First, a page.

Dr. Baxter Treats Ligament Injury With Platelet-Rich Plasma (PRP)
Mid-Rivers Equine Centre is treating horses with ligament, tendon, soft tissue and joint injuries with Platelet Rich Plasma (PRP). PRP is a form of regenerative medicine. Here you see Dr. Baxter treating our patient Chance, a dressage horse. His owner suspects he was playing a little too rough in the pasture when he sprung his right suspensor ligament. Unfortunately, ligament and tendon injuries are slow to heal and re-injury is common, especially when using “traditional” forms of treatment (i.e. stall rest, hand walking, anti-inflammatory medication). The advancements in regenerative medicine and particularly PRP are showing great promise in promoting stronger healing and lower instance of re-injury.
Healing tendons and ligaments is difficult. Think of them as strains of thick hair tightly bundled together. When injury occurs, the hairs become frayed and disorganized at the injury site. The body will begin to repair itself but it is unable to reconnect the frayed ends in a strong and organized manor. This leaves a weak spot, increasing the risk of re-injury.
Traditional forms of treatment do little to help strengthen the repair of injured ligaments and tendons. According to a report from UC Davis for Equine Health: “traditional therapies … rarely recreate a structure that can match original strength or function.”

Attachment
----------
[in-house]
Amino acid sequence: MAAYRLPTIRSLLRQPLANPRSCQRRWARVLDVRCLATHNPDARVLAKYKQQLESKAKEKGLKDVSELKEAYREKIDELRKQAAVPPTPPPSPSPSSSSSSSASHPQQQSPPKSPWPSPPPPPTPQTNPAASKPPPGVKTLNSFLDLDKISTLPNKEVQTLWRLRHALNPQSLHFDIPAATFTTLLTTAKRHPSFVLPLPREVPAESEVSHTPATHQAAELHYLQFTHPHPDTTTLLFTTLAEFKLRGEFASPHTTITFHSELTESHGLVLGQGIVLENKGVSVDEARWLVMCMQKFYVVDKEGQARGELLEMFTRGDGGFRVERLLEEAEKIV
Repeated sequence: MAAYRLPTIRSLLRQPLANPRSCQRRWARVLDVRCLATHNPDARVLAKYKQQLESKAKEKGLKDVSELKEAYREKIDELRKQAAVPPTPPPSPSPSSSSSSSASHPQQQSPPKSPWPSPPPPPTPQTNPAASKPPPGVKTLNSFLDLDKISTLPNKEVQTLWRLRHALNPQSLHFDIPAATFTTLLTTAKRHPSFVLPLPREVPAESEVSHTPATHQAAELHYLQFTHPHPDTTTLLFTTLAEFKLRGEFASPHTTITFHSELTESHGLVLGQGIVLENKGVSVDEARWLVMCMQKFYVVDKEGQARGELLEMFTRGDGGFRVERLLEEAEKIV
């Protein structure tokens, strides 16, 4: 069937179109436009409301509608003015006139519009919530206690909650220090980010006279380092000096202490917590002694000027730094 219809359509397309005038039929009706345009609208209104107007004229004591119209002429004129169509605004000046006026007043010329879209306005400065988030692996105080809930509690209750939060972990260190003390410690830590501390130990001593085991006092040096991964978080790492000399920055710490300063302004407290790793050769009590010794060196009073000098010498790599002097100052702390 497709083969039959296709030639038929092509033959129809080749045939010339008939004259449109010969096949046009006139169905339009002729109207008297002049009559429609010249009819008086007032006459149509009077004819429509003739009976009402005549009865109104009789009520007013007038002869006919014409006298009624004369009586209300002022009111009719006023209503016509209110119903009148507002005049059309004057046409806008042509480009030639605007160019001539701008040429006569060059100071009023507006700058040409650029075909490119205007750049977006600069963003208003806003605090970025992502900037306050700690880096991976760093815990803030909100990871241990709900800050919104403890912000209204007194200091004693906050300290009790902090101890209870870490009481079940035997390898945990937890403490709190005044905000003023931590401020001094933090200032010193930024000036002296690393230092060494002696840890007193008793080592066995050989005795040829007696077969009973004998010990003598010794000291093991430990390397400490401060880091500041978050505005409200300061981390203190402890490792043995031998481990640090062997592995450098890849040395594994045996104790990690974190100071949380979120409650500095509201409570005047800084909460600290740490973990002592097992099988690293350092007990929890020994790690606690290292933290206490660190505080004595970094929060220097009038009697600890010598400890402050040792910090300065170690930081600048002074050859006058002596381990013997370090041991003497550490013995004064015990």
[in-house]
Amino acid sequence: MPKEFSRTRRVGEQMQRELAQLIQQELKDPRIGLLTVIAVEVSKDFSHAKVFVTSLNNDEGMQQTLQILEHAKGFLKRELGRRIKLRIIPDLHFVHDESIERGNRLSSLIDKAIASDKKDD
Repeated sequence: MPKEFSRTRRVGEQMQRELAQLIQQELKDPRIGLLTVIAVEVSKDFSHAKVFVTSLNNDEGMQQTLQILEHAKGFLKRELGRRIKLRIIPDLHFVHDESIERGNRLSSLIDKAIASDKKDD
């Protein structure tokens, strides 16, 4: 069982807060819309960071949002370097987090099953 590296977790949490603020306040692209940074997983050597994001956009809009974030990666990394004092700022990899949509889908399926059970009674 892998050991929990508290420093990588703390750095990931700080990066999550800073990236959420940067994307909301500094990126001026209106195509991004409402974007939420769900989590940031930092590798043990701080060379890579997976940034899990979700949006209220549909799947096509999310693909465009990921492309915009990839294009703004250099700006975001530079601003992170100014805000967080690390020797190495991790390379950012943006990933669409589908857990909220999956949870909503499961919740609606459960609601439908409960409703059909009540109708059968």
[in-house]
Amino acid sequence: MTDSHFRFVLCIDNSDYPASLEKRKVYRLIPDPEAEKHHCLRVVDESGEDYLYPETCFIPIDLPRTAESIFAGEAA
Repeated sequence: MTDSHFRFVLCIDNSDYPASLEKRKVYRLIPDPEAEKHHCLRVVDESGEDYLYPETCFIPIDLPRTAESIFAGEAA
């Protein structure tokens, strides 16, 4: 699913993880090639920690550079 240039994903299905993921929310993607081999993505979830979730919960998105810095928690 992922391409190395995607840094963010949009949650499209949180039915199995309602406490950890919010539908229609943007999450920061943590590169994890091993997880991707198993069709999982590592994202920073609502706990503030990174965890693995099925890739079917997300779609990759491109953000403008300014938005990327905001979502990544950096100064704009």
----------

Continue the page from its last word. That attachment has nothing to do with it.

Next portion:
PRP works differently. It is full of growth factors that promote healing, improve organization, and increase the overall strength of healing fibers. Ultimately, the long-term goal is the re-growth of tissue that has its original strength without scar tissue, thus, making re-injury less likely.
Recovery time with ligament and tendon tears is measured in months. For sport horses this could mean missing a full competition season. With PRP, horses may experience faster recovery times. Dr. Baxter, with Mid-Rivers Equine Centre, points out: “healing times can increase as much as 25-30%.” Although quicker healing is not the primary reason for using PRP, it is certainly an added benefit.
Having PRP performed on your horse is a fairly quick outpatient procedure. Once you’ve checked in at the clinic, your horse will be given a mild sedative and blood will be drawn. The blood is then spun in a centrifuge for several minutes to separate the platelet rich plasma from the blood. After a thorough cleaning and sterilization of the injection site the plasma is injected into the damaged tissue. To ensure proper placement an ultrasound is used to guide the needle. After the sedative wears off you are free to head home with rehab instructions. Generally the entire process takes less than an hour.
A single PRP treatment is good for up to 8 weeks of healing. In Chance’s case we were able to extract two full doses of plasma from the spin. (The size of the dose is determined by the area being treated.) The second dose was frozen. If in 8 weeks Chance needs additional healing, then the second dose can be administered.
There are many ligament, tendon, and soft tissue injuries that will benefit from PRP treatments. If you would like to learn more about PRP or have your horse evaluated for this procedure, we encourage you to call the clinic. One of our doctors will be happy to speak with you.
See More: Photos from Chance's PRP Treatment